Short, surprising and always entertaining!
Watch a collection of one-minute animated shorts from our Hothouse animation apprenticeship program, past and present.
The National Film Board of Canada’s Hothouse program for emerging animators has helped kick-start the careers of a new generation of acclaimed Canadian animators. For its 12th edition, the NFB has teamed up with imagineNATIVE and associate producers Amanda Strong and Amanda Roy to help address underrepresentation of Indigenous creators in film animation. Three emerging filmmakers from across Turtle Island — Kassia Ward, Meky Ottawa and Chris Grant — participated in the 22-week paid apprenticeship, an intensive program that combines training with the opportunity to create their own auteur-driven project.
A neon glimpse into a personal world within an urban landscape. From FOMO to JOMO, The Fake Calendar is an artist’s expression of how people come up with interesting and creative ways to avoid social functions in favour of their own private space.
In this very short animation, an apparition reveals itself through celluloid and transmits vestiges of a forgotten provenance. Have the onlookers interpreted its signs correctly or was the message misunderstood? Inspired by found sound of two people’s discovery of a mysterious event in the sky.
Printed manually on a vintage tabletop press using hand-carved linoleum blocks, this very short animation is about a new parent who learns about free expression and the power of letting go. Inspired by the filmmaker’s new baby boy and found sound.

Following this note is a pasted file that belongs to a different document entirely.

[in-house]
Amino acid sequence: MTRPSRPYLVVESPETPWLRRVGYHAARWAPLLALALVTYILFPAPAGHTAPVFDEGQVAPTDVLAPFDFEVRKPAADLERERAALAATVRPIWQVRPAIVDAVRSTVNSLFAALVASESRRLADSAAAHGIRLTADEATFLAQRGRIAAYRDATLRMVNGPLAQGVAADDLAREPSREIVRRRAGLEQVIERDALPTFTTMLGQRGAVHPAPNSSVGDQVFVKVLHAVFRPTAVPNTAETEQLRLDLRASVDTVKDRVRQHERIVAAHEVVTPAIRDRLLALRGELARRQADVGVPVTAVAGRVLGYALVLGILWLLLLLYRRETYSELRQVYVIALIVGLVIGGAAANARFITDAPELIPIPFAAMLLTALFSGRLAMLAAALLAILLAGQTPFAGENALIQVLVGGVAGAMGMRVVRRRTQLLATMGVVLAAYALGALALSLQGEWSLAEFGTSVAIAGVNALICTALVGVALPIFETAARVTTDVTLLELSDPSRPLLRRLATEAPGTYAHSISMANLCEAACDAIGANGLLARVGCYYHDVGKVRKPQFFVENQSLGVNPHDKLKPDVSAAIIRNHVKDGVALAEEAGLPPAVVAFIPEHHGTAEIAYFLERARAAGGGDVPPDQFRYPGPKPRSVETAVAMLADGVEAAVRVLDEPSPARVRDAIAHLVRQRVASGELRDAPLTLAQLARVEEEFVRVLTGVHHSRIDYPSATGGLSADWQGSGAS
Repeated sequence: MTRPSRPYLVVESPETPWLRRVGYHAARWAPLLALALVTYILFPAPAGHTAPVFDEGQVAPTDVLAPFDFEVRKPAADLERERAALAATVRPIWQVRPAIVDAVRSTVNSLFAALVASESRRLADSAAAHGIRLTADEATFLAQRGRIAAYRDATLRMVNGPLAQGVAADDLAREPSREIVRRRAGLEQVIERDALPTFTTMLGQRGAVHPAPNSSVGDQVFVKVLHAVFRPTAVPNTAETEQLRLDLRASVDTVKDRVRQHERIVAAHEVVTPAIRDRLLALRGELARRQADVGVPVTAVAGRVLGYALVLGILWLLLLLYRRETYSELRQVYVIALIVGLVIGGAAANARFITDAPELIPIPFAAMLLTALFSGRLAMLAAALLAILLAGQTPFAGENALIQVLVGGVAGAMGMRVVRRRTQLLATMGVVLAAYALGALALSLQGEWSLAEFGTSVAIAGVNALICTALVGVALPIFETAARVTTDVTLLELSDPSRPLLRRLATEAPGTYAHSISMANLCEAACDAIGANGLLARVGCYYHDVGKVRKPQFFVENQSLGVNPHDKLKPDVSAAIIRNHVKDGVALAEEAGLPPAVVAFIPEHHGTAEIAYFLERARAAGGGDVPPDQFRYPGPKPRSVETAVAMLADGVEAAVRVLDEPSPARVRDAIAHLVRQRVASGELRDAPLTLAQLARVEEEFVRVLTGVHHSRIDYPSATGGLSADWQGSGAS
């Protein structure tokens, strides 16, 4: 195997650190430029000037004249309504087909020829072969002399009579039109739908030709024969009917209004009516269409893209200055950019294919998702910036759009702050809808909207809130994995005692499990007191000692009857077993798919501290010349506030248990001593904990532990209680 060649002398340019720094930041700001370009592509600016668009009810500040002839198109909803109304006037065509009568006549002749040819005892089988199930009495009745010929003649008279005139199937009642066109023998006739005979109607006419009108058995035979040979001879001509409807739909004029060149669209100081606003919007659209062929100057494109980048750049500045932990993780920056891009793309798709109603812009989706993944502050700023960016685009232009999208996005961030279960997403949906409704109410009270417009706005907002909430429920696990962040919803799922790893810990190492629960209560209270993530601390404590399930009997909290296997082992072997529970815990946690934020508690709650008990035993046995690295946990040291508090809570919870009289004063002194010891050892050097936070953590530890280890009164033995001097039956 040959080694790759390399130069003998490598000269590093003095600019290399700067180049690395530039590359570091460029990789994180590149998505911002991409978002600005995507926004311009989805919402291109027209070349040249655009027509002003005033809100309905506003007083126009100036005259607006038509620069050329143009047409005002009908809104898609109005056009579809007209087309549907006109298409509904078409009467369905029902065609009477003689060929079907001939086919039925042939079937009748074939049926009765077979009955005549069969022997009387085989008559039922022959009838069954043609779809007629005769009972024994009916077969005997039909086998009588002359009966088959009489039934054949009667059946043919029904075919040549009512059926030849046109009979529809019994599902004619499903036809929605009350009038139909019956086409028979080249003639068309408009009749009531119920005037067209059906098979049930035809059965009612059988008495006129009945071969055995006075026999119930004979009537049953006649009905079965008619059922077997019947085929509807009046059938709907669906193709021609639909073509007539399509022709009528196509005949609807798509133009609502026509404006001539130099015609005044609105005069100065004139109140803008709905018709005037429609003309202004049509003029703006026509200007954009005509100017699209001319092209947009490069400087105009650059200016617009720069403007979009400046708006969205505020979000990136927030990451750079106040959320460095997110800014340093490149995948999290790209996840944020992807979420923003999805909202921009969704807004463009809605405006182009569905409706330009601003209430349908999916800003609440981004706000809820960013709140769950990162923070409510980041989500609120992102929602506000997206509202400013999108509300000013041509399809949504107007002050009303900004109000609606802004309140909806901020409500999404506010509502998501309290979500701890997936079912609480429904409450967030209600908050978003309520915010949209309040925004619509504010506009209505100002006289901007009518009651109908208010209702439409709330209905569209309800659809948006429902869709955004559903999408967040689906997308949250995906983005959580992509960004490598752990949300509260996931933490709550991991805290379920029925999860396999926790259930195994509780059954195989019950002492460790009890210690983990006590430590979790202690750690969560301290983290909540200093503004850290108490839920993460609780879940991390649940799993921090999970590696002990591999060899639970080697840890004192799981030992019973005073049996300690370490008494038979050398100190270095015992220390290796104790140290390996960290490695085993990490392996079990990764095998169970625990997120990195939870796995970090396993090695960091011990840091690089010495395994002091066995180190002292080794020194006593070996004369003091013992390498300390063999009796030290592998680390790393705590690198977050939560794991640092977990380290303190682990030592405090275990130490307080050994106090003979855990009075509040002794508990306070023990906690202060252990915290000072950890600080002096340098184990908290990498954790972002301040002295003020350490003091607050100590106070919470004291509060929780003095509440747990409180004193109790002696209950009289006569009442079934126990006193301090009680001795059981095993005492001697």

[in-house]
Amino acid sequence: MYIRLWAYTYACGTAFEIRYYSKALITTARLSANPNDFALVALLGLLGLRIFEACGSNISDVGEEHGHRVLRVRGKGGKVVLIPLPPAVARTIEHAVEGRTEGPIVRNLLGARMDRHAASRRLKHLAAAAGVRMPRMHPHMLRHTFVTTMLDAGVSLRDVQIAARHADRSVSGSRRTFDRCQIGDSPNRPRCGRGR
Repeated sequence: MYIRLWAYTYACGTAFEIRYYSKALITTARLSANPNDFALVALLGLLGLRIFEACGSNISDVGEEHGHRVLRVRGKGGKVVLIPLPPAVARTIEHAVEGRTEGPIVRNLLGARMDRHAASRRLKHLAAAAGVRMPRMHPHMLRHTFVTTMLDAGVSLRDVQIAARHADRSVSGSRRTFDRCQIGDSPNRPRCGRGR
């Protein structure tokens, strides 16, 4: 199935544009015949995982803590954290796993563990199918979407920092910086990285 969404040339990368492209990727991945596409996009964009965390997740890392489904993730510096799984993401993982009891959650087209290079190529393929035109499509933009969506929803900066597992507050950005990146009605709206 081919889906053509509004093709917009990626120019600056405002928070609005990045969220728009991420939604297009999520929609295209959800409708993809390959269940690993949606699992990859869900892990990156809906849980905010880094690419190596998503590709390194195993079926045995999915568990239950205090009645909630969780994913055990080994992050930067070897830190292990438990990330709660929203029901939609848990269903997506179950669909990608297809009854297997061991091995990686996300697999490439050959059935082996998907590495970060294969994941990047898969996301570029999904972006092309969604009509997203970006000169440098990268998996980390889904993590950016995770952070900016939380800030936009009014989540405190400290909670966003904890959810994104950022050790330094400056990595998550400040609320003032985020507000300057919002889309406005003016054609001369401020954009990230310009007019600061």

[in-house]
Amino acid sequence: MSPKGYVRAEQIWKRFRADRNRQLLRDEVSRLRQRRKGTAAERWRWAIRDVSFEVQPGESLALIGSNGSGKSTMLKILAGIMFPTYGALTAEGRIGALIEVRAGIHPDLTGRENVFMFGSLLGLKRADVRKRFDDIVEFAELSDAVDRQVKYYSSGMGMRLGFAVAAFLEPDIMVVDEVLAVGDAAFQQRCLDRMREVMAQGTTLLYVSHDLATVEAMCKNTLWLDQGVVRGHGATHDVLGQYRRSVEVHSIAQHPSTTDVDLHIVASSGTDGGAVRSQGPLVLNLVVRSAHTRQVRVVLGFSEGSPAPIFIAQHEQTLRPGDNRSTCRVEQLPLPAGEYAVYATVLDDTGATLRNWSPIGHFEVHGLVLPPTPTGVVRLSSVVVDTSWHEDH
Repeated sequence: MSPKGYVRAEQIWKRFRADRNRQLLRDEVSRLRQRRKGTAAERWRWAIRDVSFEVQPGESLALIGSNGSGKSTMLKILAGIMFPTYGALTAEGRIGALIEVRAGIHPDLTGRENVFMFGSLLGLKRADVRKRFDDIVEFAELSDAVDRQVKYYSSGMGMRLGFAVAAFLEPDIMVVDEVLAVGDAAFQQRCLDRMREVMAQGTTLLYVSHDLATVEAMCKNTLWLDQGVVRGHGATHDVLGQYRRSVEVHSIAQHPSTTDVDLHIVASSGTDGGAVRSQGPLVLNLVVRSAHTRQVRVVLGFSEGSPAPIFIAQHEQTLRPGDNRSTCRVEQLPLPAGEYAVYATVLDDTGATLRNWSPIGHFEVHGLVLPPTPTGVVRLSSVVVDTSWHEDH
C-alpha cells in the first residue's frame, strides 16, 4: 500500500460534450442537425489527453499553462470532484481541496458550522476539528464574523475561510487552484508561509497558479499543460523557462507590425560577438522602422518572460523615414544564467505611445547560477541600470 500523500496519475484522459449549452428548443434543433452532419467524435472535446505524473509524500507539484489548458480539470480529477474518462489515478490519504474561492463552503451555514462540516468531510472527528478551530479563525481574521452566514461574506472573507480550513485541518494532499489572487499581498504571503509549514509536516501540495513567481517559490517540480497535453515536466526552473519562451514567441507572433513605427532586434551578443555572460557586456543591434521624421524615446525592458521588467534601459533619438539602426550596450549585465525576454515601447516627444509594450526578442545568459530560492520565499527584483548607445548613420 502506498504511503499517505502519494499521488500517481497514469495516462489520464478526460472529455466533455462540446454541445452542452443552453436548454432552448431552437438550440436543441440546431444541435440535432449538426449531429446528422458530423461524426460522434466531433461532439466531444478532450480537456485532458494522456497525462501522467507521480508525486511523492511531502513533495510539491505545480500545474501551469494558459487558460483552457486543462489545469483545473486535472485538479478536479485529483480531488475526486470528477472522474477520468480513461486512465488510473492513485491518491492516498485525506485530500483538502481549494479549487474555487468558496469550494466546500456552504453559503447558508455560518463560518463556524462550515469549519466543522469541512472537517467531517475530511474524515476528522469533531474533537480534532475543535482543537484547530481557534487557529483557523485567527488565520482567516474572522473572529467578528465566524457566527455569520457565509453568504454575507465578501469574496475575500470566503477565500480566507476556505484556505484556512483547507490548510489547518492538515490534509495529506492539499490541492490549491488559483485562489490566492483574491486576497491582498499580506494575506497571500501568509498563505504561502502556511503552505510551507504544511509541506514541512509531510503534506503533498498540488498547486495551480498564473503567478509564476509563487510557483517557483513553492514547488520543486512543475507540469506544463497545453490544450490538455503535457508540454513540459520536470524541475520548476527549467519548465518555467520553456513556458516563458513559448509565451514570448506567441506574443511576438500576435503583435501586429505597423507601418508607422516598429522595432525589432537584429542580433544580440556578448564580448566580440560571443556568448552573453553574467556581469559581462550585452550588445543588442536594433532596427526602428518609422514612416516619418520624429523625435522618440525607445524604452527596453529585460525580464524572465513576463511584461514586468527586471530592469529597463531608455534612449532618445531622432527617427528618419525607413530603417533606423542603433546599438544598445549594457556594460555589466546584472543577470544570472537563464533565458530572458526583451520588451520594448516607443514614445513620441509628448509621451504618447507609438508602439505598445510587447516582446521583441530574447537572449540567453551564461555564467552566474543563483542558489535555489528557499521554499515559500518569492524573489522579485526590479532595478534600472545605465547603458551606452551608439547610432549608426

Hothouse 9 successfully transformed our six emerging animators. Within 12 mere weeks they turned into flowering blossoms, producing one-minute animation shorts in full horticultural compliance with this edition's double parameter: abstract storytelling. Abstraction was omnipresent throughout the process: at critical reviews, music and foley recordings, and even when filmmakers attempted to articulate their story, artistic intent and technique. At the end of the experience, these six peculiar blooms revealed themselves as abstract representations of, of all things, daisies.
Smartphones cannot feel, smell or taste, yet they are not without their own senses. Using raw data from the low-level sensors of a cell phone, this film offers a unique point of view on the world as it might appear to our increasingly aware mobile devices.
A sleeping computer dreams of humans forms, transforming their digital data into abstract and playful shapes. Movements, emotions, and musical lines are added layer upon layer until the complexity overloads the system and the dream ends. Reverie.exe combines Microsoft Kinect motion capture and music-driven visuals in an exploration of the connection shared between humans and machines.
A man wakes in a sea of sand dunes. He clutches a metal suitcase as if it holds something of great value. In the distance looms a distorted and inhuman city from which the man has apparently fled. An experiment in science-fiction/mystery, Flee wonders how many possible histories and possible futures can be implied in a single minute.
In this short animation, a polar bear must try his luck finding a job in the big city when the last of his Arctic ice environment disappears. It’s hard fitting into the human world, however, so this bear finds a more creative solution to his predicament.
A small boy is left alone to play in a large and empty house. A dark cloud starts to seep in from behind the mail slot at the front door. As it fills the space, a monster forms. The boy runs away, but the creature is always near. The chase will not end until the boy discovers the source of his fears. The film uses a combination of 2D hand-drawn animation, 3D backgrounds and particle effects.